Thai Anti-Coup Protesters Continue to Defy Martial Law (DPA)

Thai soldiers stand guard as pro-democracy activists hold a demonstration against the military coup at a shopping district in central Bangkok, Thailand, 25 May 2014 (DPA).

By Cod Satrusayang and Peter Janssen (DPA)

BANGKOK Hundreds of Thai protesters took to the streets of Bangkok Sunday to demonstrate against last week's coup, in open defiance of martial law imposed in the capital.

Soldiers arrested at least three protesters, injuring one, after hundreds gathered at Ratchdamri Avenue in central Bangkok.

The soldiers retreated and regrouped after finding themselves outnumbered. Their momentary withdrawal was greeted with cheers and more shouts of "Get out!" 


More demonstrators arrive at the scene after news and video of the arrests circulate on social media, prompting troops to retreat temporarily to avoid larger confrontation.

The protesters then marched from Ratchadamri Road toward Victory Monument, where a similar protest had taken place Saturday, witnesses said.    

Thailand's junta warned people not to join protests.

"We want to create confidence in Thailand's stability in the eyes of the international community," National Peace and Order Maintaining Council spokesman Colonel Winthai Suwaree said in a televised broadcast.

The statement followed a protest of several hundred people in Bangkok Saturday that led to a standoff with soldiers and police, but no violence. Martial law prohibits all political gatherings of more than five people.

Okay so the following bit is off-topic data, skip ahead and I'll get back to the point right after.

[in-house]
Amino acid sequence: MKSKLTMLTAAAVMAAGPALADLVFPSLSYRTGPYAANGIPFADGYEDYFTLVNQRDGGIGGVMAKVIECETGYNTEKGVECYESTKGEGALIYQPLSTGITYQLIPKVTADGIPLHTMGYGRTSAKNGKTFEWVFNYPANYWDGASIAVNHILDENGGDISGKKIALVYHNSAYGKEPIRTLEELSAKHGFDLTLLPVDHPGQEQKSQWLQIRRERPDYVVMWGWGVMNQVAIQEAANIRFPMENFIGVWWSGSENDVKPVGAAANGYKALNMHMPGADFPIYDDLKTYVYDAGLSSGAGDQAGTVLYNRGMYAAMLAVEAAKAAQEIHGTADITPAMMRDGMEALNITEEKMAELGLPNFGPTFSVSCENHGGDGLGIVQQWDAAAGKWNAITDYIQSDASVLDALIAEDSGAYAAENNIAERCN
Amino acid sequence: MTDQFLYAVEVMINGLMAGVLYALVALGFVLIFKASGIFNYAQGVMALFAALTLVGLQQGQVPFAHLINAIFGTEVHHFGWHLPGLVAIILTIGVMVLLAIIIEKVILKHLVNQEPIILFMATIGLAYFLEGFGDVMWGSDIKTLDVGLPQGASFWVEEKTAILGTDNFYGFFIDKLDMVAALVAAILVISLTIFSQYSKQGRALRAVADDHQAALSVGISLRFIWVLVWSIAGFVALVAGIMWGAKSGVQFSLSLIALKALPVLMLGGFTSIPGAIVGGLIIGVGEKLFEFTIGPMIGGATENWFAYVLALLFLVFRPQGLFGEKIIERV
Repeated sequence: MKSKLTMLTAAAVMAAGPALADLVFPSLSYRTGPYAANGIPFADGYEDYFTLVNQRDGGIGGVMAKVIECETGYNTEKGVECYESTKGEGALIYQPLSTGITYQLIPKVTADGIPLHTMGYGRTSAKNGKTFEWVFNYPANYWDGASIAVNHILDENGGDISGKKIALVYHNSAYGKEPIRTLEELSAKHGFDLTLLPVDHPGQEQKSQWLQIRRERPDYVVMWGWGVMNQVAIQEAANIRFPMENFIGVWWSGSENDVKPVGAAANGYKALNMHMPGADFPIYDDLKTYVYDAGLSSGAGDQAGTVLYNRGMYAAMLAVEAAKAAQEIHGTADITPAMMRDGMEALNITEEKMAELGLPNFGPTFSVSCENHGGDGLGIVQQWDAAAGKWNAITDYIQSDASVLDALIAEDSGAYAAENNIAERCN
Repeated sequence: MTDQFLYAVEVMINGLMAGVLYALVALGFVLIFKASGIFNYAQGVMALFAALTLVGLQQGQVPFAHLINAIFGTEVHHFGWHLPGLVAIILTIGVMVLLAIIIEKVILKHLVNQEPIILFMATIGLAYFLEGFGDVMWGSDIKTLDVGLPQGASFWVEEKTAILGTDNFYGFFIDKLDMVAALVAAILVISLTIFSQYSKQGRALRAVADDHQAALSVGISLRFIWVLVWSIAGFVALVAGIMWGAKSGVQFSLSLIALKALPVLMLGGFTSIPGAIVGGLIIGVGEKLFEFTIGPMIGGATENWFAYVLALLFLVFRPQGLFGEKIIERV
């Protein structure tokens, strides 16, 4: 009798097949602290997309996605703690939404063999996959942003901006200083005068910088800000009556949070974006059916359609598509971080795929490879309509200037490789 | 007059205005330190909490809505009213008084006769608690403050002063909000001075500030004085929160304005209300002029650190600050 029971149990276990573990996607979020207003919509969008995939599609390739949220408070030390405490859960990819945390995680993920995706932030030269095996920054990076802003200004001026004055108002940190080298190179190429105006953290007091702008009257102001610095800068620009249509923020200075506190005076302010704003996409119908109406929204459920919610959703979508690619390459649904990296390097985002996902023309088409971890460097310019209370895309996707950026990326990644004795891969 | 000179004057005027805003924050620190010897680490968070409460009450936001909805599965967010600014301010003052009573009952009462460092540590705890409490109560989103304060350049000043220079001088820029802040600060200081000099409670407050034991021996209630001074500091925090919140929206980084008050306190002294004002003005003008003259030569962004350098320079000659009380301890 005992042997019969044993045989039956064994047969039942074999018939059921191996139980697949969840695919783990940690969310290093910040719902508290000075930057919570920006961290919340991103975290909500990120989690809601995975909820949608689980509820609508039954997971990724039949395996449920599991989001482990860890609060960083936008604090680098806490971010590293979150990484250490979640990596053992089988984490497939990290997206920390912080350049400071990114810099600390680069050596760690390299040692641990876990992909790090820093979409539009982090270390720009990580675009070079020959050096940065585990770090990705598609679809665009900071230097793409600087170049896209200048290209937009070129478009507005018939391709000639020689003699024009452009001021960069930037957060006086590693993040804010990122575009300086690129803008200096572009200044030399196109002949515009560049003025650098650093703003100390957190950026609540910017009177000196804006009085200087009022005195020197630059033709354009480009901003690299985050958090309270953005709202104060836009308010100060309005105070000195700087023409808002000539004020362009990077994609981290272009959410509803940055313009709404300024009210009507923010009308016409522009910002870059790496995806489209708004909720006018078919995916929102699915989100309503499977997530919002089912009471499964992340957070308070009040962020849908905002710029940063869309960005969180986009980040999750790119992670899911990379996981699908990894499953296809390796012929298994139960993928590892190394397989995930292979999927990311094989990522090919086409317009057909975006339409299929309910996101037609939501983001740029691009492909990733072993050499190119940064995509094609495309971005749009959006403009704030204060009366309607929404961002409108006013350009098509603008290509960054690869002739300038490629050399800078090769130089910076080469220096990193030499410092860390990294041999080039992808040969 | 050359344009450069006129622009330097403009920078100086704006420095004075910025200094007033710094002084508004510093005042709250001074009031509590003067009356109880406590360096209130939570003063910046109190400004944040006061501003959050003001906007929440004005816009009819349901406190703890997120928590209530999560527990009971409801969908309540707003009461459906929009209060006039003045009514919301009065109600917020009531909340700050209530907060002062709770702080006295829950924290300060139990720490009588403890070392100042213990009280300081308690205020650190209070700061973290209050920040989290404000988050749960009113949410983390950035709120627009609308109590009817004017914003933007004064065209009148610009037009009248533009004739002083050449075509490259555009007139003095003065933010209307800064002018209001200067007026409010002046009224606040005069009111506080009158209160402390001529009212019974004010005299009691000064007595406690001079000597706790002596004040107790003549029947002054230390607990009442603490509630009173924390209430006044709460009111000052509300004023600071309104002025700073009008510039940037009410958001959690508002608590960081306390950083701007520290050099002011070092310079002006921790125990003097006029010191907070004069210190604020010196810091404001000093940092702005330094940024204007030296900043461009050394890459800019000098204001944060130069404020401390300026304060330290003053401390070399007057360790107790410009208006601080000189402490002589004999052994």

Army chief General Prayuth Chan-ocha seized power with a coup d'etat on Thursday and placed the country under martial law, detaining at least 150 politicians, activists and scholars over the past three days.

On Saturday, the junta dissolved the Senate, strengthening Prayuth's legislative powers as sole ruler of the nation.

"He wants to consolidate power in order to handle the security situation," said Panitan Wattanayagorn, a political scientist at Chulalongkorn University. 

After Thailand's last coup in 2006, the military was quick to appoint a prime minister and set up an interim government to run the country, but Prayuth has not yet announced a schedule for doing so.

"This is a different situation from 2006, because the military is facing a much more diverse and well-organized opposition," Panitan said. "In the end, the military may be in power longer than expected."

The coup has drawn criticism from the United Nations and Thailand's close allies such as the EU and US. 

The US military announced the cancellation of joint exercises with Thailand after cancelling 3.5 million dollars in military assistance on Friday.

"It is important that the Royal Thai Armed Forces end this coup and restore to the people of Thailand both the principles and the process of democratic rule, including a clear path forward to elections," Pentagon press secretary Rear Admiral John Kirby said in Washington.


Thailand and the US have enjoyed close military ties since the Vietnam War, when the Asian kingdom was allied with US forces and hosted their military bases on its soil.

"While we have enjoyed a long and productive military-to-military relationship with Thailand, our own democratic principles and US law require us to reconsider US military assistance and engagements," Kirby said.

The Pentagon canceled this year's exercises as well as planned visits in June by US Pacific Fleet Commander Admiral Harry Harris to Thailand and Thai Armed Forces Commander General Tanasak Patimapragorn to the US Pacific Command.